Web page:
HANGING SCROLL Vintage Japanese Chinese and Korean online store


HOME > How to order

Hanging scroll art reproductions

If you can’t find an ancient scroll art or cannot afford to buy it because of its steep price, you can look for hanging scroll art reproductions, and enjoy the painting without hurting your budget. In ordering hanging scroll art reproduction from shops, make sure to provide the Artist’s name, title and description of painting. You can also look for the more modern woodblock painting style.

Woodblock printing is also a popular technique in Japan, more commonly used for book printing during those times. It was adopted later on from China during the Edo period. In Japan, it uses a moku-hanga technique that is different from western printmaking. Inks used were water-based and provides more intense colors and transparency. Earliest woodblock printing example from Japan came from Empress Koken who commissioned one million small pagodas with a woodblock scroll found inside. They were distributed to different parts of the country to show gratitude in the suppression of Emi Rebellion of 764.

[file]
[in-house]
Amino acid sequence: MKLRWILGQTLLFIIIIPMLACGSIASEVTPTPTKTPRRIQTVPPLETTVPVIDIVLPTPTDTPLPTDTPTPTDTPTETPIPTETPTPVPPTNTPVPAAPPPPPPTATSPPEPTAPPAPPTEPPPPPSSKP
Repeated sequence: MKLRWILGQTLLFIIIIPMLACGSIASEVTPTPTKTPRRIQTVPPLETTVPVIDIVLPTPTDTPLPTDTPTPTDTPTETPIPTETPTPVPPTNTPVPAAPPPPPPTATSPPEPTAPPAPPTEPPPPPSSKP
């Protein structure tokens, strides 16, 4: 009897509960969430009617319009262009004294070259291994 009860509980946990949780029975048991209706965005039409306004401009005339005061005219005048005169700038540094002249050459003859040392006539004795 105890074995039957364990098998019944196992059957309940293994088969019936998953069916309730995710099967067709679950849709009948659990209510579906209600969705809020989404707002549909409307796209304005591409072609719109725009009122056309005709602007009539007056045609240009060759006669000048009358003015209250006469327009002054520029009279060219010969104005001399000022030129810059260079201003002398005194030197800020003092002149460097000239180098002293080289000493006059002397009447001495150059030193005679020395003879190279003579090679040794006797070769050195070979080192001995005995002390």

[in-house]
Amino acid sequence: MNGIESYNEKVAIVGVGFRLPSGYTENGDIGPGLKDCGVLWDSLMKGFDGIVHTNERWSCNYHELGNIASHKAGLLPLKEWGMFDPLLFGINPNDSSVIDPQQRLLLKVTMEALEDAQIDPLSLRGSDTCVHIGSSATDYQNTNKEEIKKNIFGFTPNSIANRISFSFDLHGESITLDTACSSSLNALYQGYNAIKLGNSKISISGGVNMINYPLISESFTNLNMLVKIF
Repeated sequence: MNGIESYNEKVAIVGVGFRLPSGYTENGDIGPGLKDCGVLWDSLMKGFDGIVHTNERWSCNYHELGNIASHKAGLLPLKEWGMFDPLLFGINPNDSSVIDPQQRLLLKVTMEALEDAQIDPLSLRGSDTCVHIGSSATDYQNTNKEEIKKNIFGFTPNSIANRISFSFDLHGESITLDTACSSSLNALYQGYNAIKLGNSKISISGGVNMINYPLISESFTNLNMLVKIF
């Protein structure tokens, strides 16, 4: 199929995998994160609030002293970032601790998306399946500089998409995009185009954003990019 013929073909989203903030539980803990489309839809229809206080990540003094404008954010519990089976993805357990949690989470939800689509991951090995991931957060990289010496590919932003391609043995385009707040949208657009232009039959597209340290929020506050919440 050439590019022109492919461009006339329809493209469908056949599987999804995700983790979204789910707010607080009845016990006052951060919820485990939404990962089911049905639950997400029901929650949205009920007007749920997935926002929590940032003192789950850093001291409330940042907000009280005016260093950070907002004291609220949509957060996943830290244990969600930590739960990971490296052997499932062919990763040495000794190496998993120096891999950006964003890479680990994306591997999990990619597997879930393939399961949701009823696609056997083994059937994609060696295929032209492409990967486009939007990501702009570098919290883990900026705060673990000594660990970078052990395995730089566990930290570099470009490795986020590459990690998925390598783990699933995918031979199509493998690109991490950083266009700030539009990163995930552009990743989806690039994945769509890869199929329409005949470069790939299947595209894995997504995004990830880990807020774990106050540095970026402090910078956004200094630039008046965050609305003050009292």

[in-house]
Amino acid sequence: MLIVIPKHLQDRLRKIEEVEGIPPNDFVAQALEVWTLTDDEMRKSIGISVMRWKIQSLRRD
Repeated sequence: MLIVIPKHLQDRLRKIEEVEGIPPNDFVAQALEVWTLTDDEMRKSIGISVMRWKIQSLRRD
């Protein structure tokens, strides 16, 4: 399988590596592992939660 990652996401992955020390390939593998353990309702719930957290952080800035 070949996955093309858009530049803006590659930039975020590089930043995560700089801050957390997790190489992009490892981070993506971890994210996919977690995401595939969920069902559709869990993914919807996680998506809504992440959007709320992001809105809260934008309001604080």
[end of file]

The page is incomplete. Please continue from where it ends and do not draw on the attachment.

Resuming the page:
Here are some of the most important Woodblock artists from the 19th century:

KAWASE HASUI – one of the most highly regarded because of his artworks’ brilliant color and great perspective. Throughout his life (1883 – 1957), he created over six hundred different woodblocks. Watanabe and other companies such as Tokyo Shobido, Kawaguchi and Sakai and Isetatsu published a great number of his works.

ENDO KYOZO – has lived from 1897 – 1970. He was one of the great artists who graduated from Tokyo School of Fine Arts. His works never reached a level of popularity and respect until his death. He put much value in creative pursuits, and rejected the idea of compromising his talent for money. Only few of his works have survived and they are extremely rare in today’s market.

EISEN KIKUKAWA – He used to be regarded as a copycat because many of his works bore resemblance with Utamaro Kitagawa’s style, a popular Ukiyo-e artist of the late 18th century. Eisen was taught by his father Kikugawa Eijo, a fan painter who specializes in Kano style,and Suzuki Nanrei, a Shijo artist. At the height of his career, he was able to develop his own unique style. Most of his artworks focused on beautiful women, although he also experimented with landscapes, children and other elements, often incorporating these to his women paintings. He also integrated in his works different print orientations, like close-ups, full-length and narrow prints. Eisen works has been held ever since as the last great bijin-ga prints from Ukiyo-e art.


Japanese item01 item02 item03
Support Sitemap